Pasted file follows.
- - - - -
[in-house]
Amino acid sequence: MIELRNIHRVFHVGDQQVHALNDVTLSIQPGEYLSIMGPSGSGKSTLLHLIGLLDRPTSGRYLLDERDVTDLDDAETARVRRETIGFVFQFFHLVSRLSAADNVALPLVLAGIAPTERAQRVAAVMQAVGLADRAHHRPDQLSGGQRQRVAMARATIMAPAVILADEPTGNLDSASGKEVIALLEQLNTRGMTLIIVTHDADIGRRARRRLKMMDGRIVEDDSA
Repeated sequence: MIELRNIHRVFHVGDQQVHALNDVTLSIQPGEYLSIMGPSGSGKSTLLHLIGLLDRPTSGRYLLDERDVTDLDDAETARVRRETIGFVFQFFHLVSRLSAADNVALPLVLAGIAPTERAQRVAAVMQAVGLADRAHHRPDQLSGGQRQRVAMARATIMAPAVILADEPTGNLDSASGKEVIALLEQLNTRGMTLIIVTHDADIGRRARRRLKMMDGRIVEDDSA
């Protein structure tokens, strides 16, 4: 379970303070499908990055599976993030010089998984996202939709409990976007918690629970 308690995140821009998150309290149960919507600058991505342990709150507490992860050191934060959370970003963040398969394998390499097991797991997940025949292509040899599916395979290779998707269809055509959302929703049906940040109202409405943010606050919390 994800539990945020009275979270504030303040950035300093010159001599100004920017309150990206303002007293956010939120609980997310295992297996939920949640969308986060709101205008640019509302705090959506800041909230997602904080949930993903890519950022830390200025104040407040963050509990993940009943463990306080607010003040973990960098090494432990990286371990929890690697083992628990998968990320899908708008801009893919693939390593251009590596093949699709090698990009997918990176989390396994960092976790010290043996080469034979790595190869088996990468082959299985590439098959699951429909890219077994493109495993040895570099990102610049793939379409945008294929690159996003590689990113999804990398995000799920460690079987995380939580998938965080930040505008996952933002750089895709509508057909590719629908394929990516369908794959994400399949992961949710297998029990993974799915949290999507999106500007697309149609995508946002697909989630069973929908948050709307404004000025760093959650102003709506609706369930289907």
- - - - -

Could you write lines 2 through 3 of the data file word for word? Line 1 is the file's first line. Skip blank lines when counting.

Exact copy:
Amino acid sequence: MIELRNIHRVFHVGDQQVHALNDVTLSIQPGEYLSIMGPSGSGKSTLLHLIGLLDRPTSGRYLLDERDVTDLDDAETARVRRETIGFVFQFFHLVSRLSAADNVALPLVLAGIAPTERAQRVAAVMQAVGLADRAHHRPDQLSGGQRQRVAMARATIMAPAVILADEPTGNLDSASGKEVIALLEQLNTRGMTLIIVTHDADIGRRARRRLKMMDGRIVEDDSA
Repeated sequence: MIELRNIHRVFHVGDQQVHALNDVTLSIQPGEYLSIMGPSGSGKSTLLHLIGLLDRPTSGRYLLDERDVTDLDDAETARVRRETIGFVFQFFHLVSRLSAADNVALPLVLAGIAPTERAQRVAAVMQAVGLADRAHHRPDQLSGGQRQRVAMARATIMAPAVILADEPTGNLDSASGKEVIALLEQLNTRGMTLIIVTHDADIGRRARRRLKMMDGRIVEDDSA